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Cash-strapped council withdraws from controversial hydrogen project

20 Sep 2023 3 minute read
BCBC and Marubeni signed the agreement for the Hydrogen Demonstrator project in July 2022

The future of a major hydrogen project is in doubt after senior politicians decided to withdraw financial support for the project due to budget pressures.

Bridgend County Borough Council has confirmed that the authority intends to ‘reluctantly withdraw’ its backing for the Hybont green fuel project in the face of a predicted multi-million-pound deficit for 2024-25 and significant new budget pressures.

Japanese developers Marubeni planned to build a hydrogen plant on the Brynmenyn industrial estate, near the village of Bryncethin.

The planning application for the project sparked a significant backlash from local residents, who said the proposals were inappropriate due to safety fears about the proximity of the plant to residential areas, and a lack of clarity in the plans.

A statement issued by the council stressed that its decision was ‘‘purely financial” and that the authority, while recognising the importance of developing new, cheaper, cleaner sources of fuel and energy, is being increasingly “forced to choose between supporting such projects and protecting essential services”.

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Speaking at a meeting of the cabinet yesterday (19 September), Council Leader Huw David said: “By signing a memorandum of understanding with Marubeni Europower and confirming our support for developing a hydrogen starter project, we recognised the urgent need to develop cleaner sources of fuel and energy in the face of rising costs and climate change.

“While that need continues to remain a priority, we now find ourselves in a position where we may soon be forced to choose between providing financial support for such projects, or ensuring that we have sufficient resources in place to be able to continue to provide and prioritise essential frontline services.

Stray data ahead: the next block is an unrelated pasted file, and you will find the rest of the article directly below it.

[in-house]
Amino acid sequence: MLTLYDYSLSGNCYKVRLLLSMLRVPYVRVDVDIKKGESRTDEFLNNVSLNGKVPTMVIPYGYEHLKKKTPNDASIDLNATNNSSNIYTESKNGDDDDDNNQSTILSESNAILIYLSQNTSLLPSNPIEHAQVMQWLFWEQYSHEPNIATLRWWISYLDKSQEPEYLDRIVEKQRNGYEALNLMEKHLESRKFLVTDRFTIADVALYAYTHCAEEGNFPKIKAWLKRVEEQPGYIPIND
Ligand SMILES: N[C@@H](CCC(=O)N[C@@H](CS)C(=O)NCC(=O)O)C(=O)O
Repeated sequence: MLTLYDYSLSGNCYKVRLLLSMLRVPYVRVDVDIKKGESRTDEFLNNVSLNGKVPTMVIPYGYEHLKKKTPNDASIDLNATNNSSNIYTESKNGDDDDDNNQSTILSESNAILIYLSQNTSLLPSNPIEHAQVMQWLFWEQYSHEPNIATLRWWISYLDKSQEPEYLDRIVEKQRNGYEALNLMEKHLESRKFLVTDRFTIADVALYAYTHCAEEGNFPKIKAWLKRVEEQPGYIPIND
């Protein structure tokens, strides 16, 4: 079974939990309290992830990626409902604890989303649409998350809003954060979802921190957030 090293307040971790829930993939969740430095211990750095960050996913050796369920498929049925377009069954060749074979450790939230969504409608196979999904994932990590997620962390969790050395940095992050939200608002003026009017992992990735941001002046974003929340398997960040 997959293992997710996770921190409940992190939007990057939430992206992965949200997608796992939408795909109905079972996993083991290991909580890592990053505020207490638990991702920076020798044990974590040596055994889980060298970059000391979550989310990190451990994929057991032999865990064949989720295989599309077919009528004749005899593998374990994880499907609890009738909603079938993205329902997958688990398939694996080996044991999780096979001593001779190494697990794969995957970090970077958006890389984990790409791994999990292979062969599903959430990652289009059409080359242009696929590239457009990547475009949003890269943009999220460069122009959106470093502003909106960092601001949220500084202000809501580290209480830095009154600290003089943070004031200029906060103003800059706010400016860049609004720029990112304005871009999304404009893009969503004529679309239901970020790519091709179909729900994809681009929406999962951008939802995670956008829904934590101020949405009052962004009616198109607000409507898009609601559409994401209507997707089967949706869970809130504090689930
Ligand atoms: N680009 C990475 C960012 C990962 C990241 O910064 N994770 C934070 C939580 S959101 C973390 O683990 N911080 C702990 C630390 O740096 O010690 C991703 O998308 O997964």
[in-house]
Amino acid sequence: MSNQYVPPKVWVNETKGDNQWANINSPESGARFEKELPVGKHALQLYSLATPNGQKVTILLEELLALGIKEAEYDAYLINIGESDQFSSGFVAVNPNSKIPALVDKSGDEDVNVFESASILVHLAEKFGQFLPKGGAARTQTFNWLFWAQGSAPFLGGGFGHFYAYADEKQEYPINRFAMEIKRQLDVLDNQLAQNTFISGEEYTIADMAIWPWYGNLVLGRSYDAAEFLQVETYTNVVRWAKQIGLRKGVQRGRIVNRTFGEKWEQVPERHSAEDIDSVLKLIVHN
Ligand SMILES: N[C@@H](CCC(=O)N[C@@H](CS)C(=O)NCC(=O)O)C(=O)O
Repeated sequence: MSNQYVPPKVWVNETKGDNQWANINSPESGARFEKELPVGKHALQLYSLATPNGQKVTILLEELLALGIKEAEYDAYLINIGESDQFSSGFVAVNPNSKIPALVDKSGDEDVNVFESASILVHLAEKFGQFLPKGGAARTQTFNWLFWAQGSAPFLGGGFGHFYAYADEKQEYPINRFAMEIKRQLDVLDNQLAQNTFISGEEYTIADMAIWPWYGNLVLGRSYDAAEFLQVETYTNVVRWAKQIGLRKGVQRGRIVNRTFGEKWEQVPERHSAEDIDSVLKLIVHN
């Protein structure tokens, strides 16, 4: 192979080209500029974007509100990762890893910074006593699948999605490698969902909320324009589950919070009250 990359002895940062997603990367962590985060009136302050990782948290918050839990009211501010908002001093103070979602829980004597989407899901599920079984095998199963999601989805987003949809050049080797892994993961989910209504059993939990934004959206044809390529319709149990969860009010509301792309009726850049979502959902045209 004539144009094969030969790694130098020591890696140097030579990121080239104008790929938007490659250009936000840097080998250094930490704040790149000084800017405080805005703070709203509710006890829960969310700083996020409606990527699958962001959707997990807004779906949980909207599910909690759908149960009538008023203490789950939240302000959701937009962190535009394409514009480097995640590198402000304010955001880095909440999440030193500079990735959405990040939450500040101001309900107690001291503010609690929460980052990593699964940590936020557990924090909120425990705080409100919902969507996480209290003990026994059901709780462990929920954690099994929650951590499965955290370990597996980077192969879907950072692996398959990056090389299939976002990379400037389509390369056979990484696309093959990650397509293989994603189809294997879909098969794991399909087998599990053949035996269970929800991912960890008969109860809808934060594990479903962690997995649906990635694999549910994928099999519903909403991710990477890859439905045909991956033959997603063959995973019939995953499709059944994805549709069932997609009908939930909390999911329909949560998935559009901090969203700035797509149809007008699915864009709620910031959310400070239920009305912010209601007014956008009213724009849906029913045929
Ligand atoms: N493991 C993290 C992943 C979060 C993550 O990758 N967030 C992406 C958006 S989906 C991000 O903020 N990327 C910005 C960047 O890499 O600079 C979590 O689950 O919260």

“We have to ask ourselves, can we really afford to commit to spending around £6.5m on this project when, like other councils, we are also predicting a multi-million pound deficit and hugely significant new budget pressures for 2024-25?

“Faced with such difficult choices, we must always prioritise essential services for local people, and it is for this reason that we have decided to reluctantly withdraw our financial support for the Hybont project while also continuing to recognise the importance of sourcing alternative fuel and energy sources.”

A spokesperson from Marubeni Europower Ltd said: “Marubeni Europower would like to thank Bridgend County Borough Council’s Cabinet for its continued support in our exciting plans for HyBont – a green hydrogen production and refuelling facility at Brynmenyn Industrial Estate.

“The commitment from the Cabinet to hold additional discussions with the Welsh Government and other partners to explore how they can further support HyBont is extremely welcome and, despite the council no longer being in a financial position to invest, is a clear endorsement for the project.

“We are already in discussions with other partners on future funding and are absolutely committed to making the HyBont project a reality, bringing economic benefits to the local community, creating jobs and promoting sustainable growth in the region.”


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Padi Phillips
Padi Phillips
5 months ago

This is what is so bad about the Tory’s ideological austerity programme. It has put local authorities in the enviable position of having to choose between the social services needed by the local residents and investing in the industry that local people also need in order for there to be the hope of a better tomorrow. New, sustainable industries such as clean hydrogen cost a lot to set up, but offer the prospect of jobs that pay decently, something that other economic activities, such as tourism related jobs do not do. The only worry I would have is that, as… Read more »

hdavies15
hdavies15
5 months ago
Reply to  Padi Phillips

Your second paragraph sums up our predicament. The proliferation of schemes that have done little more in the long term other than hand funds and assets to corporates from elsewhere in UK or overseas is a habit that is hard to kill off. During the period when “inward ” investment was the only game in town native innovators and business seeking support to grow were very much the poor relations as UK Gov, Wales Gov and local authorities all got carried away on meeting businesses who promised a lot and delivered benefits that were mostly temporary and lower than expected.… Read more »

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